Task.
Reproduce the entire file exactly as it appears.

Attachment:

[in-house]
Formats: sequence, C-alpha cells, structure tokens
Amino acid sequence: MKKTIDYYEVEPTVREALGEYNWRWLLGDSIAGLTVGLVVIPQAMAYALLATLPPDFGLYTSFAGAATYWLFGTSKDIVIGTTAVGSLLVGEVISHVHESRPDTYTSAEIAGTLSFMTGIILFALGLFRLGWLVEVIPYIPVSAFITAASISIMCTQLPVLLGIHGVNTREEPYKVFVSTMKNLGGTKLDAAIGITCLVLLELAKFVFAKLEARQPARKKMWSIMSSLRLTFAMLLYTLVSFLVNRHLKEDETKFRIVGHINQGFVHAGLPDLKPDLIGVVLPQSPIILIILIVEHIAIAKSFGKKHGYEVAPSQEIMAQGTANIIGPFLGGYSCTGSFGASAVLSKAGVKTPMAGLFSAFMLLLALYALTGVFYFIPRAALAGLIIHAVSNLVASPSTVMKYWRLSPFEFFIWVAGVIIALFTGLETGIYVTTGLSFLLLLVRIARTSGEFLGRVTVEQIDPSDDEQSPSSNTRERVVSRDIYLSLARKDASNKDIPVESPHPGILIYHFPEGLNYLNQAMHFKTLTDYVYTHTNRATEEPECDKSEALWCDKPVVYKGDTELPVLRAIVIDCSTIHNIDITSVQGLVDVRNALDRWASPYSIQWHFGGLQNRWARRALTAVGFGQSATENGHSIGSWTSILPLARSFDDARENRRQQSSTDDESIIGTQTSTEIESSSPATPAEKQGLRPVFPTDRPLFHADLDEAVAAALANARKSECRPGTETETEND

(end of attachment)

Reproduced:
[in-house]
Formats: sequence, C-alpha cells, structure tokens
Amino acid sequence: MKKTIDYYEVEPTVREALGEYNWRWLLGDSIAGLTVGLVVIPQAMAYALLATLPPDFGLYTSFAGAATYWLFGTSKDIVIGTTAVGSLLVGEVISHVHESRPDTYTSAEIAGTLSFMTGIILFALGLFRLGWLVEVIPYIPVSAFITAASISIMCTQLPVLLGIHGVNTREEPYKVFVSTMKNLGGTKLDAAIGITCLVLLELAKFVFAKLEARQPARKKMWSIMSSLRLTFAMLLYTLVSFLVNRHLKEDETKFRIVGHINQGFVHAGLPDLKPDLIGVVLPQSPIILIILIVEHIAIAKSFGKKHGYEVAPSQEIMAQGTANIIGPFLGGYSCTGSFGASAVLSKAGVKTPMAGLFSAFMLLLALYALTGVFYFIPRAALAGLIIHAVSNLVASPSTVMKYWRLSPFEFFIWVAGVIIALFTGLETGIYVTTGLSFLLLLVRIARTSGEFLGRVTVEQIDPSDDEQSPSSNTRERVVSRDIYLSLARKDASNKDIPVESPHPGILIYHFPEGLNYLNQAMHFKTLTDYVYTHTNRATEEPECDKSEALWCDKPVVYKGDTELPVLRAIVIDCSTIHNIDITSVQGLVDVRNALDRWASPYSIQWHFGGLQNRWARRALTAVGFGQSATENGHSIGSWTSILPLARSFDDARENRRQQSSTDDESIIGTQTSTEIESSSPATPAEKQGLRPVFPTDRPLFHADLDEAVAAALANARKSECRPGTETETEND